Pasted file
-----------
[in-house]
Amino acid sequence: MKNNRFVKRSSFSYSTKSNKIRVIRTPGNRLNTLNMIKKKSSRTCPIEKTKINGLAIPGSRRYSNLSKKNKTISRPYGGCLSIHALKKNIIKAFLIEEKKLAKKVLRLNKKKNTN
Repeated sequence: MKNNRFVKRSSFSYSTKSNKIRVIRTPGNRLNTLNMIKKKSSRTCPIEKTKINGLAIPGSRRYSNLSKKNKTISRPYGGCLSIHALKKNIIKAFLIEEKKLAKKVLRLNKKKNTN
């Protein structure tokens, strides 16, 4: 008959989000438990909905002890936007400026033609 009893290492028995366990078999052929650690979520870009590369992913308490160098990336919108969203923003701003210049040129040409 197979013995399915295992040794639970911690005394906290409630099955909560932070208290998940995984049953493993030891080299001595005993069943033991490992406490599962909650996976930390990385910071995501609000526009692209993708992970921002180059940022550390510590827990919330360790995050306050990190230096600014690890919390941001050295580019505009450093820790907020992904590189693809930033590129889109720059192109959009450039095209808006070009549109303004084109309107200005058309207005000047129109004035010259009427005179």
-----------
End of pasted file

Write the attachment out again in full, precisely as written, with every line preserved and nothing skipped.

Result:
[in-house]
Amino acid sequence: MKNNRFVKRSSFSYSTKSNKIRVIRTPGNRLNTLNMIKKKSSRTCPIEKTKINGLAIPGSRRYSNLSKKNKTISRPYGGCLSIHALKKNIIKAFLIEEKKLAKKVLRLNKKKNTN
Repeated sequence: MKNNRFVKRSSFSYSTKSNKIRVIRTPGNRLNTLNMIKKKSSRTCPIEKTKINGLAIPGSRRYSNLSKKNKTISRPYGGCLSIHALKKNIIKAFLIEEKKLAKKVLRLNKKKNTN
């Protein structure tokens, strides 16, 4: 008959989000438990909905002890936007400026033609 009893290492028995366990078999052929650690979520870009590369992913308490160098990336919108969203923003701003210049040129040409 197979013995399915295992040794639970911690005394906290409630099955909560932070208290998940995984049953493993030891080299001595005993069943033991490992406490599962909650996976930390990385910071995501609000526009692209993708992970921002180059940022550390510590827990919330360790995050306050990190230096600014690890919390941001050295580019505009450093820790907020992904590189693809930033590129889109720059192109959009450039095209808006070009549109303004084109309107200005058309207005000047129109004035010259009427005179």